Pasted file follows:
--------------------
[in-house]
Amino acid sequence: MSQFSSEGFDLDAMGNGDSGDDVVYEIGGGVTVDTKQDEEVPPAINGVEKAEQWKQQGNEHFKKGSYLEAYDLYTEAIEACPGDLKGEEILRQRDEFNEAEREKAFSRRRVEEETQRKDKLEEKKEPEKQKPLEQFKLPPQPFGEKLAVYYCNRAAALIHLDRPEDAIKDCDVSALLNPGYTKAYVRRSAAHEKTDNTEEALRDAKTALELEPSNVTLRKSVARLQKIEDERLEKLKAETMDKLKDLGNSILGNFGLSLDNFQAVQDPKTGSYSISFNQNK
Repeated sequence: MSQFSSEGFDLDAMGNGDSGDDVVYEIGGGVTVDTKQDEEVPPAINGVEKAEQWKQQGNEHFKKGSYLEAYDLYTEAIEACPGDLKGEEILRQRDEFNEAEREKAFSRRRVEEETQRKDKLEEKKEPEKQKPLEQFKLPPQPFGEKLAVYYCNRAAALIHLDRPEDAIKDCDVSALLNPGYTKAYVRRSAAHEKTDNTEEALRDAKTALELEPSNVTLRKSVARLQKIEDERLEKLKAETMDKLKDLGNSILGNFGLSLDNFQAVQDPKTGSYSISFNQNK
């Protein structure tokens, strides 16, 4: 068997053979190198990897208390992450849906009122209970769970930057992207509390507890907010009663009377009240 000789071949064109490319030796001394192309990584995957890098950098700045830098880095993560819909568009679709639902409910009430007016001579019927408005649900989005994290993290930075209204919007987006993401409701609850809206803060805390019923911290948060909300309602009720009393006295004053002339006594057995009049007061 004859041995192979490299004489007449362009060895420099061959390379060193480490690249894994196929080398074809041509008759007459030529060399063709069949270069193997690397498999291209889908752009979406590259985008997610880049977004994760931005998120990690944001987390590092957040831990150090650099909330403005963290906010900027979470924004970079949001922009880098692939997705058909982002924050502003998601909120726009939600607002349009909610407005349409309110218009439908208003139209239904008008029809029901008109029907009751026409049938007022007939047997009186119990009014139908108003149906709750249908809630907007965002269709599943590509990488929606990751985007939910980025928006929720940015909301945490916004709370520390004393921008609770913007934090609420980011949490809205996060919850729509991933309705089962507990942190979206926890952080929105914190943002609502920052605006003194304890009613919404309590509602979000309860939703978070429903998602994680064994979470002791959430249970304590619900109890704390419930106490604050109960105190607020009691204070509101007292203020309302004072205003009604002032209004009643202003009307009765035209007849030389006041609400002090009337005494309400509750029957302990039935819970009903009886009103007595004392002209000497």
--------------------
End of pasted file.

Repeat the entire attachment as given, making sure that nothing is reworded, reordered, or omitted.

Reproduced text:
[in-house]
Amino acid sequence: MSQFSSEGFDLDAMGNGDSGDDVVYEIGGGVTVDTKQDEEVPPAINGVEKAEQWKQQGNEHFKKGSYLEAYDLYTEAIEACPGDLKGEEILRQRDEFNEAEREKAFSRRRVEEETQRKDKLEEKKEPEKQKPLEQFKLPPQPFGEKLAVYYCNRAAALIHLDRPEDAIKDCDVSALLNPGYTKAYVRRSAAHEKTDNTEEALRDAKTALELEPSNVTLRKSVARLQKIEDERLEKLKAETMDKLKDLGNSILGNFGLSLDNFQAVQDPKTGSYSISFNQNK
Repeated sequence: MSQFSSEGFDLDAMGNGDSGDDVVYEIGGGVTVDTKQDEEVPPAINGVEKAEQWKQQGNEHFKKGSYLEAYDLYTEAIEACPGDLKGEEILRQRDEFNEAEREKAFSRRRVEEETQRKDKLEEKKEPEKQKPLEQFKLPPQPFGEKLAVYYCNRAAALIHLDRPEDAIKDCDVSALLNPGYTKAYVRRSAAHEKTDNTEEALRDAKTALELEPSNVTLRKSVARLQKIEDERLEKLKAETMDKLKDLGNSILGNFGLSLDNFQAVQDPKTGSYSISFNQNK
């Protein structure tokens, strides 16, 4: 068997053979190198990897208390992450849906009122209970769970930057992207509390507890907010009663009377009240 000789071949064109490319030796001394192309990584995957890098950098700045830098880095993560819909568009679709639902409910009430007016001579019927408005649900989005994290993290930075209204919007987006993401409701609850809206803060805390019923911290948060909300309602009720009393006295004053002339006594057995009049007061 004859041995192979490299004489007449362009060895420099061959390379060193480490690249894994196929080398074809041509008759007459030529060399063709069949270069193997690397498999291209889908752009979406590259985008997610880049977004994760931005998120990690944001987390590092957040831990150090650099909330403005963290906010900027979470924004970079949001922009880098692939997705058909982002924050502003998601909120726009939600607002349009909610407005349409309110218009439908208003139209239904008008029809029901008109029907009751026409049938007022007939047997009186119990009014139908108003149906709750249908809630907007965002269709599943590509990488929606990751985007939910980025928006929720940015909301945490916004709370520390004393921008609770913007934090609420980011949490809205996060919850729509991933309705089962507990942190979206926890952080929105914190943002609502920052605006003194304890009613919404309590509602979000309860939703978070429903998602994680064994979470002791959430249970304590619900109890704390419930106490604050109960105190607020009691204070509101007292203020309302004072205003009604002032209004009643202003009307009765035209007849030389006041609400002090009337005494309400509750029957302990039935819970009903009886009103007595004392002209000497």